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Harding dominates in his return as he helps Wild to 2-0 win over Vancouver

Cal Clutterbuck

I think its safe to say that most Wild fans are going into this game with a sense of macabre humor.  The team is in the midst of its death spiral and with division-leading Vancouver coming to town the outcome is almost a foregone conclusion.  While the season has zero prospects for any sort of berth in the playoffs, it has left Wild fans (who were granted the privilege of lots of home games to finish the season) the difficult obligation of finding something to do with their tickets.  Sure, you can go to the game and watch the team half-heartedly pretend to want to win or you can try to get rid of them.  Yet, who wants to buy tickets for a game where the home team is going to get stomped?  Unless for some reason you find fans of the opposing team, its going to make for an awfully tough sell.  As one Wild fan told me, “You can’t even give them away.”  Ouch.  Toss into the fact the team has had some miserable late-game collapses and it brought to my mind one of my favorite clips from the 1990’s sitcom Seinfeld.  Perhaps holding onto a reservation is a lot like the Wild seem to hold leads these days. 

As you can see in the clip, Jerry Seinfeld is annoyed that his reservation was taken (just like the Wild taking your money for the tickets) but the car rental company did not follow through with its obligation to ‘hold’ it and actually make sure he got the car (or in a Wild fan’s case holding onto a lead) he asked for.  No matter how much a Wild fan may try to sell this game to his buddies with the hope they’ll do them a favor by buying the tickets I don’t think anyone who has even been partially paying attention to the Wild’s fortunes will believe this team is that ‘vibrant’ at all.  Will the Wild surprise us all and hold onto a victory for a change or will it go talk with its manager and make some excuses why it didn’t get the job done (yet again)?

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Ryan Kesler

1st Period Thoughts:  Not a bad period for the Wild who exhibited a blue collar, keep it simple approach.  The Wild were playing safe, making little plays with the puck so as not to give up odd man scoring chances to the Canucks.  Between the pipes, Josh Harding looked real sharp, playing his angles very well and was showing a wickedly quick glove as he snared shots from David Booth and Ryan Kesler.  Even when Harding gave up a rebound, Minnesota’s defenseman were tying up Canucks’ forwards and the Wild forwards were racing back to pick up the loose pucks and escort them out of danger.  While Vancouver controlled much of the first half of the period, the Wild took over the 2nd half.  Part of this was due to a determined forecheck where the Wild were paying the physical price along the boards and causing some turnovers with good puck pressure.  A great shift by the top line of Kyle Brodziak, Nick Johnson and Dany Heatley was followed up by a solid effort by the 2nd unit of Matt Cullen, Devin Setoguchi and Cal Clutterbuck and it was at this moment you could sense a little momentum shift.  Minnesota’s hustle was starting to put consistent pressure against Cory Schneider.  The Wild was even showing a little edge physically as Steven Kampfer stepped into David Booth with a good hit and then Cal Clutterbuck leveled Marc-Andre Gragnani with a solid body check.  Minnesota’s hustle would eventually lead to a little bit of fireworks as Dany Heatley gave Henrik Sedin a little shove at the end of a shift and Sedin made a subtle turn as he tried to hit Heatley with his stick.  Alexandre Burrows decided to go after Heatley and immediately Kyle Brodziak was in his face and then Nick Johnson squared off with Kevin Bieksa.  Burrows and Brodziak exchanged a few stinky mitts but Bieksa started firing some vicious punches which were landing against Johnson who seemed a bit surprised by it all and just like that you had the first quality fracas of the game.  Burrows would get the extra roughing minor and it would prove to be costly for Vancouver.  On the power play the Wild moved the puck effectively to set up a few chances from long range, but Schnieder was up to the task.  Minnesota was persistent and with some great passing it was Brodziak feeding a pass from near the goal mouth over to a waiting Erik Christensen who somehow managed to sneak a wrist shot between the arm of Schneider and the left goal post to give the Wild a 1-0 lead with just 24 seconds left in the period.  It was a huge goal for a team that has been struggling with its confidence.  The Wild out shot Vancouver 12-11, but it could be argued Minnesota had the better quality scoring chances thus far.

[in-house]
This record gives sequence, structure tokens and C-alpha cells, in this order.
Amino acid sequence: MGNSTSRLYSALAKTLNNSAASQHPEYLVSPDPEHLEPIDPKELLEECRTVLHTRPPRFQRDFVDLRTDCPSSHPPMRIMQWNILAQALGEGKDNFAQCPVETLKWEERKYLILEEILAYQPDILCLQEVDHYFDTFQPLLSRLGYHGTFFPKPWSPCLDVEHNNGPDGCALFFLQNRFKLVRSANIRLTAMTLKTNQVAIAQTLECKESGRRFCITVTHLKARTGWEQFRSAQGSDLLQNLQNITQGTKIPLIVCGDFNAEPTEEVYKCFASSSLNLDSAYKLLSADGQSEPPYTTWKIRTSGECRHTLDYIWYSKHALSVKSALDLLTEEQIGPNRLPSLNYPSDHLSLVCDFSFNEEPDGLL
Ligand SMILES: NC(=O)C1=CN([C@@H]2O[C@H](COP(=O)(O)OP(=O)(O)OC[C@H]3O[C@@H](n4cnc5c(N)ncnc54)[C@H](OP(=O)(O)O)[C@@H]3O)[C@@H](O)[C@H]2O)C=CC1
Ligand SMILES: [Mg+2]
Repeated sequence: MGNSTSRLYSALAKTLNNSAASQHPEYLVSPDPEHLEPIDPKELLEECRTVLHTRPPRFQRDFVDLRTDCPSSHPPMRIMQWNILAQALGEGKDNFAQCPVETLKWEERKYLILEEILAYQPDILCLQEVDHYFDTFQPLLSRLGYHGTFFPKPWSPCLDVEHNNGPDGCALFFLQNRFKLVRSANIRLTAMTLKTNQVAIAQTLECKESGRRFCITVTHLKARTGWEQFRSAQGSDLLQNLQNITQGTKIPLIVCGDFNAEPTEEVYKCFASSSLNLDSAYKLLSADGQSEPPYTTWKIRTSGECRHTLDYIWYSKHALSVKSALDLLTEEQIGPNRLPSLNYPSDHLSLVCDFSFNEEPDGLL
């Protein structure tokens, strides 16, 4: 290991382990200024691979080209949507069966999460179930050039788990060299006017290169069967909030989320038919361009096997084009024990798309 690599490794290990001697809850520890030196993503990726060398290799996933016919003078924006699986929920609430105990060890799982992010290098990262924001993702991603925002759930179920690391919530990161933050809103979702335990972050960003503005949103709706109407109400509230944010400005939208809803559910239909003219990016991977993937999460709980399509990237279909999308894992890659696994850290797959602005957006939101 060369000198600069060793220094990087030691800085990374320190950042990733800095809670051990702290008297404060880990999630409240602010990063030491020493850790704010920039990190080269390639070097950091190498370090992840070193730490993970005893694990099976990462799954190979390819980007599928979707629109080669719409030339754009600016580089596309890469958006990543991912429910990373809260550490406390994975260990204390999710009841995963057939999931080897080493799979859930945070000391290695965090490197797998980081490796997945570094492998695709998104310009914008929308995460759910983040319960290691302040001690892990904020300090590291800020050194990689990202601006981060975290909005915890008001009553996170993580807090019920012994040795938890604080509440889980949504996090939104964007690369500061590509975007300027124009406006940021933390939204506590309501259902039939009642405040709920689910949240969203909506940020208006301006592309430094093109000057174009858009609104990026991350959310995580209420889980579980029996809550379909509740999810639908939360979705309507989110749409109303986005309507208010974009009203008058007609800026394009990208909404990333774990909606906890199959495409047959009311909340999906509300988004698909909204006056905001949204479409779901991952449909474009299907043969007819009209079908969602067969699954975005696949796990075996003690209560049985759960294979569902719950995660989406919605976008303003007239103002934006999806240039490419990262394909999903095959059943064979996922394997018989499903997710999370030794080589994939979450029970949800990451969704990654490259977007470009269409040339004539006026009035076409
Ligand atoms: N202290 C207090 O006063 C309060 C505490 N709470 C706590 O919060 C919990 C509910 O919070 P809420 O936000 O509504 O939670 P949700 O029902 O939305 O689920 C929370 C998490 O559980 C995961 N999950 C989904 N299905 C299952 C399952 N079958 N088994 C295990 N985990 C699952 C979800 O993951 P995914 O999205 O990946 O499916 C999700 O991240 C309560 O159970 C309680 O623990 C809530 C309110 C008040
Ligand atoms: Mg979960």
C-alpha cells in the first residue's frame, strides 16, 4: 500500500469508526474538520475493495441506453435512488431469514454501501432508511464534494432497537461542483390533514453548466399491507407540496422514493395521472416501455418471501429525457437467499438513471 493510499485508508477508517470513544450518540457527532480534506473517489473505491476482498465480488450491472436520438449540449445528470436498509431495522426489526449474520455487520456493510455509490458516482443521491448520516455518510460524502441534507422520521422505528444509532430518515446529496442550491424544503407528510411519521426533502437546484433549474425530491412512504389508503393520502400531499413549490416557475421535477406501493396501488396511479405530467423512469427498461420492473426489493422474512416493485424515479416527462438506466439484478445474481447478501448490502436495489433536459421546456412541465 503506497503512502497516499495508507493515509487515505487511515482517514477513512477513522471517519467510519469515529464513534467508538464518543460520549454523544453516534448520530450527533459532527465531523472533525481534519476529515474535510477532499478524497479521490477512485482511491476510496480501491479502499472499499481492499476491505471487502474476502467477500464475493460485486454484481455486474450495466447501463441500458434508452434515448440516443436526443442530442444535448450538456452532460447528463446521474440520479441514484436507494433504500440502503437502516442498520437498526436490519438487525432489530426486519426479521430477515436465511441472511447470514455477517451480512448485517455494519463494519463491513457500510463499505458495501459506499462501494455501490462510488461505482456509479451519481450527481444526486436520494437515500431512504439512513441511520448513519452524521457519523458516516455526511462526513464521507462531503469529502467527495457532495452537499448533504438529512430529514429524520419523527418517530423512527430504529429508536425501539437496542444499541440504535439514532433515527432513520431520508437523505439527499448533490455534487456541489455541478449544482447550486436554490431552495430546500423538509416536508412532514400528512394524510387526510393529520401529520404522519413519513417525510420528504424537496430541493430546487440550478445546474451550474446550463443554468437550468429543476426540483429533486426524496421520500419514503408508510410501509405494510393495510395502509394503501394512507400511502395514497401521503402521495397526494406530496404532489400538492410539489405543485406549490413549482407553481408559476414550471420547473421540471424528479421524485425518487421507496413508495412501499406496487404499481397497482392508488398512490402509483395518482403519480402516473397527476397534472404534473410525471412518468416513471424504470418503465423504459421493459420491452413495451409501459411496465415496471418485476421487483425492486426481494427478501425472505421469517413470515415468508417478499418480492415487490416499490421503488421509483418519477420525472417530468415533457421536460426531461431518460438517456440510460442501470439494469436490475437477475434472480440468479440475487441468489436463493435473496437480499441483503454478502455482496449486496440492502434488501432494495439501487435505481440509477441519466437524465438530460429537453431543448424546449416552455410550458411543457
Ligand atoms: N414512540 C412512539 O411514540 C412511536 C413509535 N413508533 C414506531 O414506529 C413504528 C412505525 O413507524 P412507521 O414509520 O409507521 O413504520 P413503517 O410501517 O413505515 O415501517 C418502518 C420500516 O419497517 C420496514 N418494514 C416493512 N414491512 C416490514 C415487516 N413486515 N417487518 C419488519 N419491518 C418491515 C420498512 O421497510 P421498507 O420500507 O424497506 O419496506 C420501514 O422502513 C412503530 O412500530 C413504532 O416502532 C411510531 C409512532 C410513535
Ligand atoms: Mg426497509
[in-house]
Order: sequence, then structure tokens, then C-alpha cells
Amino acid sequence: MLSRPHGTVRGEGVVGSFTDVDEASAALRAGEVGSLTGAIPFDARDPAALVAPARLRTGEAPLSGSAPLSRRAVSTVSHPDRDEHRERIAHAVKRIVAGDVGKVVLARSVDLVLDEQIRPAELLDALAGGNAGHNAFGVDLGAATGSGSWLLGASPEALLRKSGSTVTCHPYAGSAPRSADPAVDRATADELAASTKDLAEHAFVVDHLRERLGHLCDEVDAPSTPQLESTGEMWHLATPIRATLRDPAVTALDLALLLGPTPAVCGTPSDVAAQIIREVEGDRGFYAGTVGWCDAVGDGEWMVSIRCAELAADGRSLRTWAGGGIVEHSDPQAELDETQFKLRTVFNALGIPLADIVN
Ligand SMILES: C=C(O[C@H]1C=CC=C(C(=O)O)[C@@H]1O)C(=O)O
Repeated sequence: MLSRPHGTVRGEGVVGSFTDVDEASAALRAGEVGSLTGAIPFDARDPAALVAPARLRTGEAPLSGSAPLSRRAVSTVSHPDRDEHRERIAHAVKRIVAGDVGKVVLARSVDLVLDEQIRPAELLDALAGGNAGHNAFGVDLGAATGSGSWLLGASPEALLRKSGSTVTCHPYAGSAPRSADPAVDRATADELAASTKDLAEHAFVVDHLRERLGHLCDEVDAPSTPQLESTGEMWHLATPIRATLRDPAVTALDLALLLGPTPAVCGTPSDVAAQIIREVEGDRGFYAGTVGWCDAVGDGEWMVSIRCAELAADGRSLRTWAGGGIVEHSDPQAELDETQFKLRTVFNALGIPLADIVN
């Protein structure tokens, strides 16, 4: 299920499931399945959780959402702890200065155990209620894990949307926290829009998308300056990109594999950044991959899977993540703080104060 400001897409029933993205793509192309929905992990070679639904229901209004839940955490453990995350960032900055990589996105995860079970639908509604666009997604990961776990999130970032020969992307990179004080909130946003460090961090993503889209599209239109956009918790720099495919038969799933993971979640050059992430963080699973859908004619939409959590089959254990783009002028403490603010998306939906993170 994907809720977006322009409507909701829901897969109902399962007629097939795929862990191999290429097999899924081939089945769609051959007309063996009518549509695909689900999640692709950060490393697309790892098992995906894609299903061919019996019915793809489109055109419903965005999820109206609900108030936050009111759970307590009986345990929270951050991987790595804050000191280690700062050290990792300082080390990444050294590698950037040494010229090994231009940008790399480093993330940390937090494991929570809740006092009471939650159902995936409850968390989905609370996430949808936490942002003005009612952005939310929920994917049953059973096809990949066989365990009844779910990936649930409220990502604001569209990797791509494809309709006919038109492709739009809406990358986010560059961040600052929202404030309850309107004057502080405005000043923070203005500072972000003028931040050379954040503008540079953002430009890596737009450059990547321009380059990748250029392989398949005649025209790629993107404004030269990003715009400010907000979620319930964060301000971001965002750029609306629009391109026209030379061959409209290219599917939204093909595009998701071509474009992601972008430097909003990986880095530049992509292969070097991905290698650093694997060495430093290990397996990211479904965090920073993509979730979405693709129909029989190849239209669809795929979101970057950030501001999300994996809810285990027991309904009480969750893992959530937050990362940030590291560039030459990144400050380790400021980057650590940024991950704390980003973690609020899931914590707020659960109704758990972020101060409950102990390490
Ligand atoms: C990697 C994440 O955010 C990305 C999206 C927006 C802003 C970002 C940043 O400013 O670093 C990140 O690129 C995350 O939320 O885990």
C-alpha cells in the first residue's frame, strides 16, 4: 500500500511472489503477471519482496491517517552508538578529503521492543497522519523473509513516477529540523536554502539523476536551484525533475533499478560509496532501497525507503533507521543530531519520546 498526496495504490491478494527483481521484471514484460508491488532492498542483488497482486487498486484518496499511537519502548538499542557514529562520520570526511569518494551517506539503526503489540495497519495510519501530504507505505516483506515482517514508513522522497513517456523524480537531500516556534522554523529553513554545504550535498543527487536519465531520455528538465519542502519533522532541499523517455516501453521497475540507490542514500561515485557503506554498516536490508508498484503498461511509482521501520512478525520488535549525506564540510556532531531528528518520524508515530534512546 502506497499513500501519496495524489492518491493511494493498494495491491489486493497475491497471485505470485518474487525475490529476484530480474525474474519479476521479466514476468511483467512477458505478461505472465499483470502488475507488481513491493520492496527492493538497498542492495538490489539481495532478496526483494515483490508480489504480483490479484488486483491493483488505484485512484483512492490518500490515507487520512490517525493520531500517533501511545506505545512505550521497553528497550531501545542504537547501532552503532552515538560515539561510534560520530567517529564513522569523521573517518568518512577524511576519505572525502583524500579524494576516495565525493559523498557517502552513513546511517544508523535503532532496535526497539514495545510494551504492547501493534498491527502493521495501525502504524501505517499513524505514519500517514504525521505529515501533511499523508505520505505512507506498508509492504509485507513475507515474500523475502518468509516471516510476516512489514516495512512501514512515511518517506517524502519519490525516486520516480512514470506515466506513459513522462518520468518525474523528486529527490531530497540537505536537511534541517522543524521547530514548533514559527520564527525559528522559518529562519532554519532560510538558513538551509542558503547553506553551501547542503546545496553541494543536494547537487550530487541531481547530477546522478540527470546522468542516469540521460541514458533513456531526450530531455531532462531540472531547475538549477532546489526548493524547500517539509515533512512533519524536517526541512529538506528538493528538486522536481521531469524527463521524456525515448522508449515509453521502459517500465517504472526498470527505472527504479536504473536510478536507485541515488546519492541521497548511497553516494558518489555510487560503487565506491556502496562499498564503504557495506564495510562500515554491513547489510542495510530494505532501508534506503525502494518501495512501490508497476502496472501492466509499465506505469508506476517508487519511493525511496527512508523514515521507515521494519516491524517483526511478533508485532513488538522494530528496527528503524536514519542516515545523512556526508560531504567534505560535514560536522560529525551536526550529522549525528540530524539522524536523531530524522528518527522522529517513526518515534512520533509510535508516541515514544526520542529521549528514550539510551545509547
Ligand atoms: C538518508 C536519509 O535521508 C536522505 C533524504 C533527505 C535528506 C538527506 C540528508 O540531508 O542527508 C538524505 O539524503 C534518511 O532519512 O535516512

2nd Period Thoughts:  The 2nd period had a similar feeling to the 1st.  Minnesota was moving well and being physical and ornery in the crucial parts of the ice.  The Canucks were starting to show signs of frustration as Aaron Rome tried to step up his game with some big hits.  When Vancouver did manage to find some space to work offensively, Josh Harding was there to shut the door.  Even on the power play, where Vancouver is the most lethal team in the league there was Harding to steal away a the chance with a fancy glove save.  Minnesota’s penalty killers did a nice job of frustrating the little bang-bang plays the Canucks’ thrive on and the Wild got a huge kill.  The Wild answered back with a bunch of quality scoring opportunities from in close as Heatley, Setoguchi, Darroll Powe, and even Jed Ortmeyer all had point-blank range chances that Schneider fought off.  Minnesota’s best scoring chance came off a fanned shot by Heatley that got through Schneider but Rome was able to sweep it away before it could trickle across the goal line.  Vancouver found itself bottled up in its own zone as late shift by the 2nd line of Clutterbuck, Cullen and Setoguchi put on a clinic in puck possession as they frustrated the Canucks’ attempt to clear and were taking their chances to fire it on goal.  The frustration continued to build as Rome would get into it with Stephane Veilleux and as Rome punched Veilleux, his head bounced back and Bieksa got a face full of Veilleux’s bucket sending him to the ice in pain.  As a stunned and sore Bieksa made his way back to his bench, Matt Kassian talked a little trash at the fact Rome nearly knocked out his own player.  A few minutes after that, Ryan Kesler would make a very dirty hit as he low-bridged Cal Clutterbuck near the Wild bench earning him a rare clipping penalty.  The Wild were unable to do much on the power play and Minnesota still had to feel pretty good going into the 3rd period.  Minnesota out shot Vancouver 17-12, not often you see that.  Good period, liked the effort and hopefully they can finish well in the 3rd.